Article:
“Drastic deficit”: Germany will probably miss climate targets


As of: 12/29/2021 2:36 p.m.

According to Economics Minister Habeck, Germany will miss its own climate targets in 2022 and probably also in 2023. The reason: The new government has to deal with a lot of legacy issues. Habeck still wants to stick to the rapid nuclear phase-out.

He took office to substantially advance Germany’s climate policy. But as soon as he is in office, the new Economics Minister Robert Habeck has to announce bad news: Germany will probably not achieve the climate targets it has set for itself in the next two years.

“We will probably still miss our targets for 2022, even for 2023 it will be difficult enough. We are starting with a drastic delay,” said Habeck of the weekly newspaper “Die Zeit”. And added, probably with a view to the work of the previous government: “We are starting with a drastic backlog,” said the Green politician.

The German Climate Protection Act passed in 2019 provides for annual CO2 reductions that are reviewed by an independent expert council. If milestones are missed, the responsible ministries have to make adjustments within three months. In 2020, the building sector missed the CO2 reduction target – which was partly due to the corona lockdowns and increased home offices. The transport sector is also seen as a problem area.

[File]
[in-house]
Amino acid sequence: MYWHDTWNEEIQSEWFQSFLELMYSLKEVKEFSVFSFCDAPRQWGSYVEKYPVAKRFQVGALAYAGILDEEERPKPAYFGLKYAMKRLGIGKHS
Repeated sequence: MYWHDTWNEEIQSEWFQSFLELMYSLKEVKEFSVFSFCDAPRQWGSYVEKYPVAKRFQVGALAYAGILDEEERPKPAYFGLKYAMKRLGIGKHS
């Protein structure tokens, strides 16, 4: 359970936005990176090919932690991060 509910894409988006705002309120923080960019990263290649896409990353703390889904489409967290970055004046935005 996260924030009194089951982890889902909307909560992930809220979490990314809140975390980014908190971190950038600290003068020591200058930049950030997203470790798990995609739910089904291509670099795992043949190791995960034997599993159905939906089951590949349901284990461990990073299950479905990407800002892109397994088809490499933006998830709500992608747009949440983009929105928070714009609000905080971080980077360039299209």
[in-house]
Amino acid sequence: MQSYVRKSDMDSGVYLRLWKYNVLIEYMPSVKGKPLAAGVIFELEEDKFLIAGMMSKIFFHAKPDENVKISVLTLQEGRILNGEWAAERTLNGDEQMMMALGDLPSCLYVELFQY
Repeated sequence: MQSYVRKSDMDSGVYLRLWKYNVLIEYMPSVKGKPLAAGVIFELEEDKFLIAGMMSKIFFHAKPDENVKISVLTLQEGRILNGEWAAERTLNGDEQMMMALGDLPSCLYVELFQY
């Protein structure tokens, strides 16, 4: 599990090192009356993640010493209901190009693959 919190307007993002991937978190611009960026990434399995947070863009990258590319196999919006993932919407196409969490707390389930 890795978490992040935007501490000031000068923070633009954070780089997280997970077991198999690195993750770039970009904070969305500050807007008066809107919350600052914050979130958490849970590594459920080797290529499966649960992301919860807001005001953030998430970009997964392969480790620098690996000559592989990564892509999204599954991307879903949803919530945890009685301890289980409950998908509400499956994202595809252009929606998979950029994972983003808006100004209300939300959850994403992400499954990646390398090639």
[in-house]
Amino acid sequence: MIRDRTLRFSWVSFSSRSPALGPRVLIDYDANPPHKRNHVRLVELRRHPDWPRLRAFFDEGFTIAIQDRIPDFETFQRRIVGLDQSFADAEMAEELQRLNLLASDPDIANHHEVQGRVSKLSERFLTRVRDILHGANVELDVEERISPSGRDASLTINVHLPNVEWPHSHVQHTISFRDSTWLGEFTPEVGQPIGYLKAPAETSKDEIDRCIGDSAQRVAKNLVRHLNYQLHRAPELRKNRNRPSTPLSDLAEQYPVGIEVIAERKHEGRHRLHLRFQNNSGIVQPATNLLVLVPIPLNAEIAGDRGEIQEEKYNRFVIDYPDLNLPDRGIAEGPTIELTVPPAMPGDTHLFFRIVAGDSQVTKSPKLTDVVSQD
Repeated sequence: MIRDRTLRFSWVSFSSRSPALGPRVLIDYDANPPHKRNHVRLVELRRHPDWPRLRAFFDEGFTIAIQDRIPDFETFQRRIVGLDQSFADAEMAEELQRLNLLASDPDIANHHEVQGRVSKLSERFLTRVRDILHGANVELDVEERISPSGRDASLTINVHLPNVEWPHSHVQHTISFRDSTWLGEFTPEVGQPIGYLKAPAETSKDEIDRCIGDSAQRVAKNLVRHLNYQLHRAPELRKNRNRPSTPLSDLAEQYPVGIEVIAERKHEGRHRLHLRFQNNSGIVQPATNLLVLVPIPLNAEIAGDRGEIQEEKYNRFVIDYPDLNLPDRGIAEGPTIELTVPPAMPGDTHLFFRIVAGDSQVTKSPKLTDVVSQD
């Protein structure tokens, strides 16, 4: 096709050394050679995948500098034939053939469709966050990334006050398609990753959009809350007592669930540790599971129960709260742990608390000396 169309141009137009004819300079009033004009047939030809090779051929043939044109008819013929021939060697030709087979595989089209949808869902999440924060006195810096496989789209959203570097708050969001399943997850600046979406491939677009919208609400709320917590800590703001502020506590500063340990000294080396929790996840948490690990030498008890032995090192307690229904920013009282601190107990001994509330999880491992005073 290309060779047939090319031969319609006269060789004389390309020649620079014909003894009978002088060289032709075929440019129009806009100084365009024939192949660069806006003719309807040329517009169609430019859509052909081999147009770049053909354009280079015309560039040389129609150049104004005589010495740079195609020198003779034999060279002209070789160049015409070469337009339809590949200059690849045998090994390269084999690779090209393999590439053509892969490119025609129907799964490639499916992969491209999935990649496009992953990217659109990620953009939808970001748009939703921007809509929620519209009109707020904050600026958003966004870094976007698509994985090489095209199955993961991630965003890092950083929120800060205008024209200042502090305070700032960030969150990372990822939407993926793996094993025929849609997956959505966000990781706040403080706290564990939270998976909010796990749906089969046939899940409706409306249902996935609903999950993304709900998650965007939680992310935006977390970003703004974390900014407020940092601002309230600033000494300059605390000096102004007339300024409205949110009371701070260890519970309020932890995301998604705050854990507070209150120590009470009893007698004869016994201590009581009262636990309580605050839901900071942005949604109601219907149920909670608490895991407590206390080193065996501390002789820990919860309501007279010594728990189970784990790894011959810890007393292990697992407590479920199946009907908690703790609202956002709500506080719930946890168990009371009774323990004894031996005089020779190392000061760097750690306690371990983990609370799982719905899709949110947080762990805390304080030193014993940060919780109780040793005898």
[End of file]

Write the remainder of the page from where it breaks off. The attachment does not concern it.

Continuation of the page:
Habeck made it clear that he expects a countermeasure from Transport Minister Volker Wissing (FDP) Habeck: “There are measures that are not excluded in the coalition agreement that will then be introduced by the Transport Minister,” said Habeck.

Structural change also brings “bitter news”

A spokeswoman for Habeck announced that the minister would present his climate protection plans in January. This will then also include the massive expansion of renewable energies – a structural change that, according to Habeck, will not proceed without pain.

“New jobs will be created, we are not running out of work, on the contrary,” he told “Die Zeit”. “But this goes hand in hand with the fact that old jobs in coal mining, for example, will disappear or change, and that can be bitter news for individuals or regions. So there will also be disappointment and perhaps anger, I am not under any illusions.”

Sticking to anti-nuclear consensus

This process could possibly be cushioned with a slower exit from nuclear energy. After all, it should be completed as early as 2022. But Habeck wants to stick to the date. Because a politician who calls for the reconstruction of atomic energy “would have to say that I would like to have the nuclear waste repository in my constituency. As soon as someone says that, I will deal with the subject again,” said the minister.


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